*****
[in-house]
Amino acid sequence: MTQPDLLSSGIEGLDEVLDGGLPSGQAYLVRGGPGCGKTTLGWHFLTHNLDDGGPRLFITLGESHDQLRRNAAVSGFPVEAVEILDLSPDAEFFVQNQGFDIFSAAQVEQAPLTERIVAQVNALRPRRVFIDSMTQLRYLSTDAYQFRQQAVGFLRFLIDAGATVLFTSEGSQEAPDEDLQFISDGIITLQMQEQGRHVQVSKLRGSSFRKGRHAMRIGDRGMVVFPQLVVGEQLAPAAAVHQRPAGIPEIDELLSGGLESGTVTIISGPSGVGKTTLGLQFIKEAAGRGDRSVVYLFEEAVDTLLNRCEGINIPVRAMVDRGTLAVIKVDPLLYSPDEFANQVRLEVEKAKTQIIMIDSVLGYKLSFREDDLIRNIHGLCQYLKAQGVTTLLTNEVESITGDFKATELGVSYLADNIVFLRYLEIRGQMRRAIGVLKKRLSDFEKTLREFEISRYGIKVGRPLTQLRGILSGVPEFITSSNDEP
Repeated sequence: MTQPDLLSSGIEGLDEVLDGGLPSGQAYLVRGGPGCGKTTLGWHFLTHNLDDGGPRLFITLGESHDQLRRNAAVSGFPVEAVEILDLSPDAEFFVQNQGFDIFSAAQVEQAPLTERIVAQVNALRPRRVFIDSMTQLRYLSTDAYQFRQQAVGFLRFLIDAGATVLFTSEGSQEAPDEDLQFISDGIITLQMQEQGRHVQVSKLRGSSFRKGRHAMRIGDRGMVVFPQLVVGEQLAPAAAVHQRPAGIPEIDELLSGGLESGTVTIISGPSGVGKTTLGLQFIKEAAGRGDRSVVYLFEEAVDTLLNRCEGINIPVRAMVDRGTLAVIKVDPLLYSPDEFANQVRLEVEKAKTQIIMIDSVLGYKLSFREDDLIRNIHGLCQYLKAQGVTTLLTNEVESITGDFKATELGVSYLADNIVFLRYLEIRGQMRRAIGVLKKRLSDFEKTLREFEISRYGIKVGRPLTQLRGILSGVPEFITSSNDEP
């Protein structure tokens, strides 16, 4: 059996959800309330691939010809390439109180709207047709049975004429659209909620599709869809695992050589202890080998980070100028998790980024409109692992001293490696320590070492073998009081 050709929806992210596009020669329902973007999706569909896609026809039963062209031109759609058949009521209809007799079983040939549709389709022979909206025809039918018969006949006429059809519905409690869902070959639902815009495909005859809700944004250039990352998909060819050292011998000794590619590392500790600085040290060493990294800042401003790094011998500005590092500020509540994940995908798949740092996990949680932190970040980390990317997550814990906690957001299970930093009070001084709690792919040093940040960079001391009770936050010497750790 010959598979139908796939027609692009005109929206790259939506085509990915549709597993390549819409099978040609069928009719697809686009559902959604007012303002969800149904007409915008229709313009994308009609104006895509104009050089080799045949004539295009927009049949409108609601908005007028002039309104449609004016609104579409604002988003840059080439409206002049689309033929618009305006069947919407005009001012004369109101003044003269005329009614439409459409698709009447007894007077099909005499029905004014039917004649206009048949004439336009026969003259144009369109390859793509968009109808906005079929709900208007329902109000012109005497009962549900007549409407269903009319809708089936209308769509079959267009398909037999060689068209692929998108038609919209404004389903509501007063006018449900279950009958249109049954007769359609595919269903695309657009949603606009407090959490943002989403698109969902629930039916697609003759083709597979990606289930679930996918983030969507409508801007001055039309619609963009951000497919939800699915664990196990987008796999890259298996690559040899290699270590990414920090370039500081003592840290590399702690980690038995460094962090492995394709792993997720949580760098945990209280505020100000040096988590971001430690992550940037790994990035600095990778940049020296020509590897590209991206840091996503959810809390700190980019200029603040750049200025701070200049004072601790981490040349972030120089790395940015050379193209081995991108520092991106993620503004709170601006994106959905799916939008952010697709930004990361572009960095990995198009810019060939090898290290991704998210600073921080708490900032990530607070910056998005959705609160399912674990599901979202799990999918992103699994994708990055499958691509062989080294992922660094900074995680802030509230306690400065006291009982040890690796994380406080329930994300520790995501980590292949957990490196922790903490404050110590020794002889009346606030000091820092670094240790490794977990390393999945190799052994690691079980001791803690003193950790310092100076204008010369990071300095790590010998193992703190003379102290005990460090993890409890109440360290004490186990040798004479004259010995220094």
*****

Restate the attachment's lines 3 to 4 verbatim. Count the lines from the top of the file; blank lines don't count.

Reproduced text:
Repeated sequence: MTQPDLLSSGIEGLDEVLDGGLPSGQAYLVRGGPGCGKTTLGWHFLTHNLDDGGPRLFITLGESHDQLRRNAAVSGFPVEAVEILDLSPDAEFFVQNQGFDIFSAAQVEQAPLTERIVAQVNALRPRRVFIDSMTQLRYLSTDAYQFRQQAVGFLRFLIDAGATVLFTSEGSQEAPDEDLQFISDGIITLQMQEQGRHVQVSKLRGSSFRKGRHAMRIGDRGMVVFPQLVVGEQLAPAAAVHQRPAGIPEIDELLSGGLESGTVTIISGPSGVGKTTLGLQFIKEAAGRGDRSVVYLFEEAVDTLLNRCEGINIPVRAMVDRGTLAVIKVDPLLYSPDEFANQVRLEVEKAKTQIIMIDSVLGYKLSFREDDLIRNIHGLCQYLKAQGVTTLLTNEVESITGDFKATELGVSYLADNIVFLRYLEIRGQMRRAIGVLKKRLSDFEKTLREFEISRYGIKVGRPLTQLRGILSGVPEFITSSNDEP
């Protein structure tokens, strides 16, 4: 059996959800309330691939010809390439109180709207047709049975004429659209909620599709869809695992050589202890080998980070100028998790980024409109692992001293490696320590070492073998009081 050709929806992210596009020669329902973007999706569909896609026809039963062209031109759609058949009521209809007799079983040939549709389709022979909206025809039918018969006949006429059809519905409690869902070959639902815009495909005859809700944004250039990352998909060819050292011998000794590619590392500790600085040290060493990294800042401003790094011998500005590092500020509540994940995908798949740092996990949680932190970040980390990317997550814990906690957001299970930093009070001084709690792919040093940040960079001391009770936050010497750790 010959598979139908796939027609692009005109929206790259939506085509990915549709597993390549819409099978040609069928009719697809686009559902959604007012303002969800149904007409915008229709313009994308009609104006895509104009050089080799045949004539295009927009049949409108609601908005007028002039309104449609004016609104579409604002988003840059080439409206002049689309033929618009305006069947919407005009001012004369109101003044003269005329009614439409459409698709009447007894007077099909005499029905004014039917004649206009048949004439336009026969003259144009369109390859793509968009109808906005079929709900208007329902109000012109005497009962549900007549409407269903009319809708089936209308769509079959267009398909037999060689068209692929998108038609919209404004389903509501007063006018449900279950009958249109049954007769359609595919269903695309657009949603606009407090959490943002989403698109969902629930039916697609003759083709597979990606289930679930996918983030969507409508801007001055039309619609963009951000497919939800699915664990196990987008796999890259298996690559040899290699270590990414920090370039500081003592840290590399702690980690038995460094962090492995394709792993997720949580760098945990209280505020100000040096988590971001430690992550940037790994990035600095990778940049020296020509590897590209991206840091996503959810809390700190980019200029603040750049200025701070200049004072601790981490040349972030120089790395940015050379193209081995991108520092991106993620503004709170601006994106959905799916939008952010697709930004990361572009960095990995198009810019060939090898290290991704998210600073921080708490900032990530607070910056998005959705609160399912674990599901979202799990999918992103699994994708990055499958691509062989080294992922660094900074995680802030509230306690400065006291009982040890690796994380406080329930994300520790995501980590292949957990490196922790903490404050110590020794002889009346606030000091820092670094240790490794977990390393999945190799052994690691079980001791803690003193950790310092100076204008010369990071300095790590010998193992703190003379102290005990460090993890409890109440360290004490186990040798004479004259010995220094």